Newbery Katharina / University of St Andrews
Becoming a regional peacemaker with the authority to intervene: Ethiopia’s identity politics and peacemaking interventions in Somalia (post-1991)
The proposed paper will present an argument in favour of studying regional peacemaking interventions in Africa through a poststructuralist approach to the identity politics of intervening states. I will argue that exploring how African peacemakers assign meaning to themselves and others in forming and implementing their response to conflict is central to understanding how they establish the authority to intervene, and shape the political options for their engagement.
Drawing on the case of Ethiopia’s contested peacemaking interventions in the Somali civil war I will develop a theoretical framework to analyse how identities are constructed in the key Ethiopian, and ‘external’, foreign policy discourses that shape Ethiopian engagement in the conflict, and how notions of Ethiopia’s authority as a regional peacemaker are created and maintained through these political processes and practices. By examining how authority and hierarchies are (re)produced through dominant discourses, I argue that a poststructuralist theoretical framework also helps to understand how, and by whom, the political meaning and space for resistance to Ethiopian interventions in Somalia is negotiated. Finally, I will demonstrate that this theoretical approach allows me to analyse the role that relevant regional organisations – the IGAD and AU – and key external actors play in shaping, and legitimizing, the specific forms of authority that Ethiopia establishes as a regional peacemaker in the Horn of Africa.
Makauskaite Mante / Centre of African Studies, University of Copenhagen
Towards Understanding Normative Behaviour of the African Union: Responsibility to Protect and Pan-African Norms during Crises in Libya and Mali
The AU is often referred to as a toothless bulldog not only because of the lack of material capabilities, but also because of a blaming narrative for its assumed priority of regime security over human security. It is claimed that even though the AU has appropriate institutional setting, its normative commitments are not there. To be more precise, Article 4(h) of the AU’s Constitutive Act, which allows humanitarian intervention to a member state in grave circumstances and can be related to such leading international norms as human security and Responsibility to Protect (R2P), has never been invoked. However, these claims are often taken out of the context, without an attempt to understand why the AU behaves with and towards norms the way it does, and how this behavior could be understood.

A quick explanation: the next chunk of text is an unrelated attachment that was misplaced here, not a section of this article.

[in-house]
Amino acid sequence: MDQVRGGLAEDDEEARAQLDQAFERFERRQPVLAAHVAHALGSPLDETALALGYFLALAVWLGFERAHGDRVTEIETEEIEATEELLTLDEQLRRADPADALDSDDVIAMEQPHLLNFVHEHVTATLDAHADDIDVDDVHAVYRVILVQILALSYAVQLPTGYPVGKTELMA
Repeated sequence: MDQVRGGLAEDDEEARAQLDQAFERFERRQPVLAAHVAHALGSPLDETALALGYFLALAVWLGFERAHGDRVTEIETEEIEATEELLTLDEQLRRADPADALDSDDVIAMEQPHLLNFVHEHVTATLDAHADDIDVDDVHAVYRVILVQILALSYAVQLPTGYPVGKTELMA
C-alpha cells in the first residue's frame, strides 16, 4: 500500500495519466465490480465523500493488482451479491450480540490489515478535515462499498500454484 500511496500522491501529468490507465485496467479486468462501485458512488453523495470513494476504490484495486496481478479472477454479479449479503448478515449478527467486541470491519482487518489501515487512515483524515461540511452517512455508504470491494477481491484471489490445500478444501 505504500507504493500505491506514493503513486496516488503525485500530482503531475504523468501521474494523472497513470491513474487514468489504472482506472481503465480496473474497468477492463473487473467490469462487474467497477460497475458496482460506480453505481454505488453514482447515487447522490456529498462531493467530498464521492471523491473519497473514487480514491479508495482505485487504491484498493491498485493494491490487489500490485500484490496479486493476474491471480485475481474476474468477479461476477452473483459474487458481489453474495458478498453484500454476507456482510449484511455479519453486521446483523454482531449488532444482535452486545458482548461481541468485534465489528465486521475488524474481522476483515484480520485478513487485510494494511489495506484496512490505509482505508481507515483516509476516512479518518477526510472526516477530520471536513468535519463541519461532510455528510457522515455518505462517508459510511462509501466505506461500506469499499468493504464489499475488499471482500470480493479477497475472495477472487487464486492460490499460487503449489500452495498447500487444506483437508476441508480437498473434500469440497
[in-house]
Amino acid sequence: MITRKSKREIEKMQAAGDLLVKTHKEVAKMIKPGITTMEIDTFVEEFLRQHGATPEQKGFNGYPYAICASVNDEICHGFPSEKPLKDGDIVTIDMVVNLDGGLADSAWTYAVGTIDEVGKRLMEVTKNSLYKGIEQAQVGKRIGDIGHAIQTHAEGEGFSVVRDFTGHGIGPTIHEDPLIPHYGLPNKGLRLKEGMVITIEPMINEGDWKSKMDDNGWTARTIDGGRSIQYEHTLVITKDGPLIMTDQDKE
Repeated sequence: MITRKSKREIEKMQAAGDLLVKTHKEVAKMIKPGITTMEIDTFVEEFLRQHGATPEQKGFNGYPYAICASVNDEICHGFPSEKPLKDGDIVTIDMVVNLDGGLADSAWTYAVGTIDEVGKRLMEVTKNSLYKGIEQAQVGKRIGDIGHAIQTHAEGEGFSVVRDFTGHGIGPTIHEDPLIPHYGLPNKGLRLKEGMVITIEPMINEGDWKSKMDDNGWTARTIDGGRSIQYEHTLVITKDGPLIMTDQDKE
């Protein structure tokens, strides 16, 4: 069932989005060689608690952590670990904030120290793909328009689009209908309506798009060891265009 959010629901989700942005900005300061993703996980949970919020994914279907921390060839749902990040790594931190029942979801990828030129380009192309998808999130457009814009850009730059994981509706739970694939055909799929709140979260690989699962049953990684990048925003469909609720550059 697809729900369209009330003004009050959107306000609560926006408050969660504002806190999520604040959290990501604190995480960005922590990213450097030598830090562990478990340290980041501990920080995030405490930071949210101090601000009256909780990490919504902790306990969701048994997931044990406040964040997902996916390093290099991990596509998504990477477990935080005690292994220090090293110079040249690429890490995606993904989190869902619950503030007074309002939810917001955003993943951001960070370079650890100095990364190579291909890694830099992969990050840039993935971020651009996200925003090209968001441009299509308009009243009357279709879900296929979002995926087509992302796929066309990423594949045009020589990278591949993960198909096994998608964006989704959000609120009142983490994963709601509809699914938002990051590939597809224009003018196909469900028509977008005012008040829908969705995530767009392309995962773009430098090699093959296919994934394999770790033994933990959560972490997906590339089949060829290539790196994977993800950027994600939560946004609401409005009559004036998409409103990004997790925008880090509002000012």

Stressing the importance of contextualization and history, through the concept of normative behavior, this paper is an attempt to understand how historical and structural constrains affect construction of the AU’s normative behavior in the context of conflict resolution. The analytical distinction is made between the R2P and Pan-African norms of continental jurisdiction and solidarity, in order to question the dominant narrative, and the historical contestations around these norms are discussed. Ideas are then put to test in the cases of Libya and Mali and the AU’s normative behavior is analyzed from its stances on these crises.
Witt Antonia / Goethe University Frankfurt
Frictional encounters: international intervention and mediation in Madagascar
Political crises within African states are increasingly subject to African-led interventions. This paper conceptualizes these interventions as social space that is both constituting and constituted by authority. It therefore scrutinizes the SADC-led mediation that followed President Marc Ravalomanana’s ouster in March 2009. In this sense, the paper analyses the nature of SADC’s authority during its encounters in Madagascar as well as the multiple forms of resistance SADC was faced with. These resistances are in themselves claims to authority and thus reflect the conflictual and dynamic social space produced by intervention practices. Faced by three sources of resistance—from among its own member states, from competing interveners, as well as from various Malagasy actors—SADC turned into a “minimalized authority from afar”. This was characterised by a restricted recognition of the subjects and objects of the mediation, co-optation of political allies, an ad hoc and confrontational mode of engagement, physical absence and ambiguous responsibilities, and a strategy to de-politicize the initial conflict on the ground. The theoretical perspective offered here provides new conceptual avenues to think about the limits of peace interventions. Moreover, the analysis of practices of intervention—in contrast to policy strategies or declarations—points to the various agencies and authorities that turn interventions into an opportunity rather than a mere tool of (regional) governance.